The second column displays the date of that payment. Remember, paying on time and in full helps you build your business credit as well as avoid late charges. Beginning balance, in the third column, is pretty self-explanatory: that’s how much of the loan you have left to repay. The fourth column shows what you’ll be paying, and the next two columns indicate any extra payments and the full total, too. This generally remains the same.

The seventh and eighth columns are where things get interesting. As you can see, that scheduled payment gets broken down into principal and interest. As you go down the length of your payment, you can watch the principal portion increase while the interest amount decreases. That’s because your beginning balance drops with each payment, so naturally the interest on that amount is lower. But also notice how, as we mentioned earlier, you’re paying more interest in the beginning and more principal towards the end of your loan cycle.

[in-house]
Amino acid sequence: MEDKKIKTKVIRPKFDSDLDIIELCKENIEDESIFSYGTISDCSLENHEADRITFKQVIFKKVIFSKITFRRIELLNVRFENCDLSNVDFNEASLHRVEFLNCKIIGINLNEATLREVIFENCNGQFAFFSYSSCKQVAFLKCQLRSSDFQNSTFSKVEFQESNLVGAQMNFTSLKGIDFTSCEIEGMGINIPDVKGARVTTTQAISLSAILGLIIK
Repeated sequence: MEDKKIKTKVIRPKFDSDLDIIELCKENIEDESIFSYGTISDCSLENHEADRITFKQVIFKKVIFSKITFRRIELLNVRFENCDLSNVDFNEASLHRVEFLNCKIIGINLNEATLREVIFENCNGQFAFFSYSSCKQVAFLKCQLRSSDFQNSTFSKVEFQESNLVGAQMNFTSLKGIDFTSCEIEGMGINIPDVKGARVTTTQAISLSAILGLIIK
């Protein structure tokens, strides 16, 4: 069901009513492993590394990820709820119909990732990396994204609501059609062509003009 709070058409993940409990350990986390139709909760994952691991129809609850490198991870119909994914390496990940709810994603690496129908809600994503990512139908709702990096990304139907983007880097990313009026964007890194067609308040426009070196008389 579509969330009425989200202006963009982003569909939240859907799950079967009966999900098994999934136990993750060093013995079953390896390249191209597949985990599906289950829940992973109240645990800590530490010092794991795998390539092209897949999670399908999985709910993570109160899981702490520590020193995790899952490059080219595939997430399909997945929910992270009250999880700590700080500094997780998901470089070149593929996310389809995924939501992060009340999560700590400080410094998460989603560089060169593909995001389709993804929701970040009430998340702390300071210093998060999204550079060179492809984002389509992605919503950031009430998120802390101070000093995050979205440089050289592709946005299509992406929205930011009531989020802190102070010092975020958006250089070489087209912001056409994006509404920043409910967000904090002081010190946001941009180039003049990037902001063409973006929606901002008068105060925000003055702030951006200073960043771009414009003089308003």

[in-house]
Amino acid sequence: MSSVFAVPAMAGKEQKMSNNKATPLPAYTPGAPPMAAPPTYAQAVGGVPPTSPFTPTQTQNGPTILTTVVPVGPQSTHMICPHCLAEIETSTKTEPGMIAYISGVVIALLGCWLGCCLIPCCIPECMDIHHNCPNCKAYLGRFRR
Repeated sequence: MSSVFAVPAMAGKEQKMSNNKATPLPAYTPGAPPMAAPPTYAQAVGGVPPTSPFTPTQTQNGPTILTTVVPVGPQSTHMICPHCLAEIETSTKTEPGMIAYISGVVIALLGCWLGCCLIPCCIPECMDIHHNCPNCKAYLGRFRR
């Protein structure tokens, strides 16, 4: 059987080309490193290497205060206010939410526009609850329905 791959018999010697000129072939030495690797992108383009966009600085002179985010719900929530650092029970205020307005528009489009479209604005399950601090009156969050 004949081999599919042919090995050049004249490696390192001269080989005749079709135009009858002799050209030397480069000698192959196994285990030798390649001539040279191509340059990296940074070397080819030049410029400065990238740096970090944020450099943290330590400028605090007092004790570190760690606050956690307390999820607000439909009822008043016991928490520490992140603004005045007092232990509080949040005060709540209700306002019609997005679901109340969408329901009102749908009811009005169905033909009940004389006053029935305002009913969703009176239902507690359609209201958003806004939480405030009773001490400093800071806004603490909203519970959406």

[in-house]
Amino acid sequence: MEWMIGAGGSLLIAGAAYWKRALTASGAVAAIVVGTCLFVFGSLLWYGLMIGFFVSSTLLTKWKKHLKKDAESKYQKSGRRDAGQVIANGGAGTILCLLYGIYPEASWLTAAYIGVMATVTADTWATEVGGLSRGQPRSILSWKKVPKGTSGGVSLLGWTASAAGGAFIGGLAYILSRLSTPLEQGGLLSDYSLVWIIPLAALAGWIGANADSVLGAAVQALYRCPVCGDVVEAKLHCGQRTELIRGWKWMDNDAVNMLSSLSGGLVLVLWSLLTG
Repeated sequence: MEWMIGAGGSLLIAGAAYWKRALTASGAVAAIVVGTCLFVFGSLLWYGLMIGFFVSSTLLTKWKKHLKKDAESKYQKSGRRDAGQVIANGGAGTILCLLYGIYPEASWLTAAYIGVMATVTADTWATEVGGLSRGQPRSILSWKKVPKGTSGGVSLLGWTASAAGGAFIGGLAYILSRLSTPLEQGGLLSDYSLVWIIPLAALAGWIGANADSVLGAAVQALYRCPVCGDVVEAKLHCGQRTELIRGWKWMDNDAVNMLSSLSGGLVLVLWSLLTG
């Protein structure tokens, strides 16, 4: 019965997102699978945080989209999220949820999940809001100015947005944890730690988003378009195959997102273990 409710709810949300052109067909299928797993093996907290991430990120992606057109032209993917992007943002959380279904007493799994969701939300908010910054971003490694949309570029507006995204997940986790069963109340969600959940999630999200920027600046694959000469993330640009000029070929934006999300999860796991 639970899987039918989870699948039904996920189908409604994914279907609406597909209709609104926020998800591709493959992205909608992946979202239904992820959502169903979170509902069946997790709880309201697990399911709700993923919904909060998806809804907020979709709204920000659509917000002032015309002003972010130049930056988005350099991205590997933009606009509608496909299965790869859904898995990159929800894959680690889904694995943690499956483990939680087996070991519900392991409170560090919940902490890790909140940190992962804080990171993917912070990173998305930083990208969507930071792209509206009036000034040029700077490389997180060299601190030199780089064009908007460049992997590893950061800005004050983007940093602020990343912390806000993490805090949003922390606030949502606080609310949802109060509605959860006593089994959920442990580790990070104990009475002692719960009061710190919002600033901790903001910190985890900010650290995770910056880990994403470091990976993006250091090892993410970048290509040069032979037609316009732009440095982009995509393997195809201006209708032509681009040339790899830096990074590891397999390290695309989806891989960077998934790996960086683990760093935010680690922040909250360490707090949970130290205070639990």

Finally, the ninth column shows your balance after that row’s payment, while the tenth column tracks all the interest you’ve paid to-date.

What Is a Payment Schedule?

What amortizing and non-amortizing loans have in common is that they both come with a payment schedule. A payment schedule is simply a schedule of all the payments you have to make throughout the term of the loan. It shows the dates of each of your payments and the payment amount—the first four to six columns from the amortization schedule above, basically. However, it doesn’t break down how much of your payment goes towards interest or how much gets applied to your principal. It’s straightforward, but much less informative.